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Depopulating Planet Earth
(Agonia Records)

I often find myself trying to describe the cover of some Black Metal album to a friend and finding I lack the ability to distinguish it: "You know, the one with the black and white cover" or "that one with the guy in the forest wearing corpsepaint" or "the one with the nature scene on the front... you know, mountains and wolves." How can one possibly distinguish between such impossibly generic visual themes? Then I realized that describing the music on these albums was as difficult or worse. "Uh, you know, it sounds like DARKTHRONE." Yes, every time I am confronted with this dilemma I find myself hoping that the well of raw Darkclone Black Metal will soon run dry and we can finally move on with our lives. Sadly, there seems to be no end in sight. That being said, TOTAL HATE's first full length album, "Depopulating Planet Earth" released by Agonia, like much of the raw Black Metal released these days, is not necessarily bad, just generic. It's hard to discern a tangible quality about this album that would make it distinguishable from the countless recordings like this that are churned out every month. The production on this album is somewhat peculiar, though. The drums are mixed loudly and sometimes threaten to overshadow the guitar. This is true of the playing as well. The guitarist seems, at times, to be struggling to keep up with the drummer. Nonetheless, TOTAL HATE attempt on this album to capture the true, hateful essence of Black Metal. After a few listens, however, I can't really confirm or deny the band's misanthropic tendencies, and with the genre becoming so ubiquitous recently (having shown up in TV commercials, video games, etc.), it's just difficult to take this seriously. I understand that there are those for whom this subgenre of Metal is of paramount importance, and perhaps those individuals will find more merit in this recording than me. For the rest of us who simply don't have time to work our way through the avalanche of raw Black Metal releases, I think this album can safely be avoided. For more info check out:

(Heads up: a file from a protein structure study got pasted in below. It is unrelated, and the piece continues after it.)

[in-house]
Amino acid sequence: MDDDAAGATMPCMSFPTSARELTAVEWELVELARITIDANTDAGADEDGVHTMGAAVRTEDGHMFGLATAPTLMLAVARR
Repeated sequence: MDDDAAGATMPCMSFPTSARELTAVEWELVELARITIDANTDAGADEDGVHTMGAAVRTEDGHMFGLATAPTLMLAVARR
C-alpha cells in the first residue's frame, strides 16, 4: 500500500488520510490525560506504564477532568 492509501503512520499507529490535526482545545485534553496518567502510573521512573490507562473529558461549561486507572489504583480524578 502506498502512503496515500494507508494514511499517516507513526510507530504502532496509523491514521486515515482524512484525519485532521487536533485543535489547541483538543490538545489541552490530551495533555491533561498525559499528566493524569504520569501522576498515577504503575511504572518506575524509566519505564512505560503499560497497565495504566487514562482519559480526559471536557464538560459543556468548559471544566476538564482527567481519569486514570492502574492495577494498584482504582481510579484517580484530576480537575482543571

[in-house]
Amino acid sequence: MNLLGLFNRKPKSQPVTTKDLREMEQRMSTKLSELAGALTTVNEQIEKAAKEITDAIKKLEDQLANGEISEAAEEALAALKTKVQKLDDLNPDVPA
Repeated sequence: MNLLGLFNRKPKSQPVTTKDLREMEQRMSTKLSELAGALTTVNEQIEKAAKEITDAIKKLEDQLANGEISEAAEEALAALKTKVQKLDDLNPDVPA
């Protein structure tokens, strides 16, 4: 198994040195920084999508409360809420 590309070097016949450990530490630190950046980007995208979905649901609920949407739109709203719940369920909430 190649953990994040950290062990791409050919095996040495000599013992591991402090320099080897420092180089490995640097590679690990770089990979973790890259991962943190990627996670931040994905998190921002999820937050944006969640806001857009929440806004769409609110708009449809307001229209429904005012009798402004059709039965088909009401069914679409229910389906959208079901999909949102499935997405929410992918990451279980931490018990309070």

Jason Campbell

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